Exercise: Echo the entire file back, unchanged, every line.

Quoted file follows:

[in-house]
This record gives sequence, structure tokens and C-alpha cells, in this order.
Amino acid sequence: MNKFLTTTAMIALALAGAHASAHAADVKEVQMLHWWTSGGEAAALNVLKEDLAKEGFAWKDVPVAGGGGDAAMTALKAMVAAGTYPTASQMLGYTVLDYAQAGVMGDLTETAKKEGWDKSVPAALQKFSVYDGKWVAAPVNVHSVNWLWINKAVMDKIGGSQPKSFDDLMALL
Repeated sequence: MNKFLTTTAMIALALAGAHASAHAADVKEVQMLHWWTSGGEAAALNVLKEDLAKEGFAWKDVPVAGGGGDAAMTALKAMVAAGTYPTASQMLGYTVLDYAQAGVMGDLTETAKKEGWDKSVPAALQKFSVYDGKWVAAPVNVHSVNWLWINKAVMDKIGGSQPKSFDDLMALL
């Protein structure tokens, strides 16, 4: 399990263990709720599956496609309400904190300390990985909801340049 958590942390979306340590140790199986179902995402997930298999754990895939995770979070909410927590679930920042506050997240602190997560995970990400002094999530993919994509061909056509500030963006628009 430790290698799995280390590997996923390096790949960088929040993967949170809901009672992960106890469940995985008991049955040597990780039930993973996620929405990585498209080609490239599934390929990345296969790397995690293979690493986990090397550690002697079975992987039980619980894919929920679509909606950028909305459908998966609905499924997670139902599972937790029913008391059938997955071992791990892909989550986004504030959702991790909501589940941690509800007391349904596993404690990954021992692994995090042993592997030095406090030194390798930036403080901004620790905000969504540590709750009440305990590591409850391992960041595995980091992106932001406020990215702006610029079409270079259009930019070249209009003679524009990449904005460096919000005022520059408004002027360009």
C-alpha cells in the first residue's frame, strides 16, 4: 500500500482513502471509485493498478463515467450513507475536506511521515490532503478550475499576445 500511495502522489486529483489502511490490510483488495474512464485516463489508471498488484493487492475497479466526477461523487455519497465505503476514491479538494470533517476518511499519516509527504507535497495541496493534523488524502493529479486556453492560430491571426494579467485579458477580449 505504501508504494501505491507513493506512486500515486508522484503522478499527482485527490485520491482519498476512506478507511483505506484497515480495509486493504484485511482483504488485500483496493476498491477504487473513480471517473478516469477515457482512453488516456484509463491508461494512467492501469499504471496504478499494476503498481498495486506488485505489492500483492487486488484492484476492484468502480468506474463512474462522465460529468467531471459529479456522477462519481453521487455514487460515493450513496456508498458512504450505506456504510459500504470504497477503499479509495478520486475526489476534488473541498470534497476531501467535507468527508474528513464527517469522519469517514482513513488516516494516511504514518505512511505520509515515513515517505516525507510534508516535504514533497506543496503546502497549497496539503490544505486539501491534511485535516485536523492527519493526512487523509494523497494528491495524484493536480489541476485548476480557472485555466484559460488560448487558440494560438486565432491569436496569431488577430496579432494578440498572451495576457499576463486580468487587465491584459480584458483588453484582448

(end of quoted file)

[in-house]
This record gives sequence, structure tokens and C-alpha cells, in this order.
Amino acid sequence: MNKFLTTTAMIALALAGAHASAHAADVKEVQMLHWWTSGGEAAALNVLKEDLAKEGFAWKDVPVAGGGGDAAMTALKAMVAAGTYPTASQMLGYTVLDYAQAGVMGDLTETAKKEGWDKSVPAALQKFSVYDGKWVAAPVNVHSVNWLWINKAVMDKIGGSQPKSFDDLMALL
Repeated sequence: MNKFLTTTAMIALALAGAHASAHAADVKEVQMLHWWTSGGEAAALNVLKEDLAKEGFAWKDVPVAGGGGDAAMTALKAMVAAGTYPTASQMLGYTVLDYAQAGVMGDLTETAKKEGWDKSVPAALQKFSVYDGKWVAAPVNVHSVNWLWINKAVMDKIGGSQPKSFDDLMALL
């Protein structure tokens, strides 16, 4: 399990263990709720599956496609309400904190300390990985909801340049 958590942390979306340590140790199986179902995402997930298999754990895939995770979070909410927590679930920042506050997240602190997560995970990400002094999530993919994509061909056509500030963006628009 430790290698799995280390590997996923390096790949960088929040993967949170809901009672992960106890469940995985008991049955040597990780039930993973996620929405990585498209080609490239599934390929990345296969790397995690293979690493986990090397550690002697079975992987039980619980894919929920679509909606950028909305459908998966609905499924997670139902599972937790029913008391059938997955071992791990892909989550986004504030959702991790909501589940941690509800007391349904596993404690990954021992692994995090042993592997030095406090030194390798930036403080901004620790905000969504540590709750009440305990590591409850391992960041595995980091992106932001406020990215702006610029079409270079259009930019070249209009003679524009990449904005460096919000005022520059408004002027360009």
C-alpha cells in the first residue's frame, strides 16, 4: 500500500482513502471509485493498478463515467450513507475536506511521515490532503478550475499576445 500511495502522489486529483489502511490490510483488495474512464485516463489508471498488484493487492475497479466526477461523487455519497465505503476514491479538494470533517476518511499519516509527504507535497495541496493534523488524502493529479486556453492560430491571426494579467485579458477580449 505504501508504494501505491507513493506512486500515486508522484503522478499527482485527490485520491482519498476512506478507511483505506484497515480495509486493504484485511482483504488485500483496493476498491477504487473513480471517473478516469477515457482512453488516456484509463491508461494512467492501469499504471496504478499494476503498481498495486506488485505489492500483492487486488484492484476492484468502480468506474463512474462522465460529468467531471459529479456522477462519481453521487455514487460515493450513496456508498458512504450505506456504510459500504470504497477503499479509495478520486475526489476534488473541498470534497476531501467535507468527508474528513464527517469522519469517514482513513488516516494516511504514518505512511505520509515515513515517505516525507510534508516535504514533497506543496503546502497549497496539503490544505486539501491534511485535516485536523492527519493526512487523509494523497494528491495524484493536480489541476485548476480557472485555466484559460488560448487558440494560438486565432491569436496569431488577430496579432494578440498572451495576457499576463486580468487587465491584459480584458483588453484582448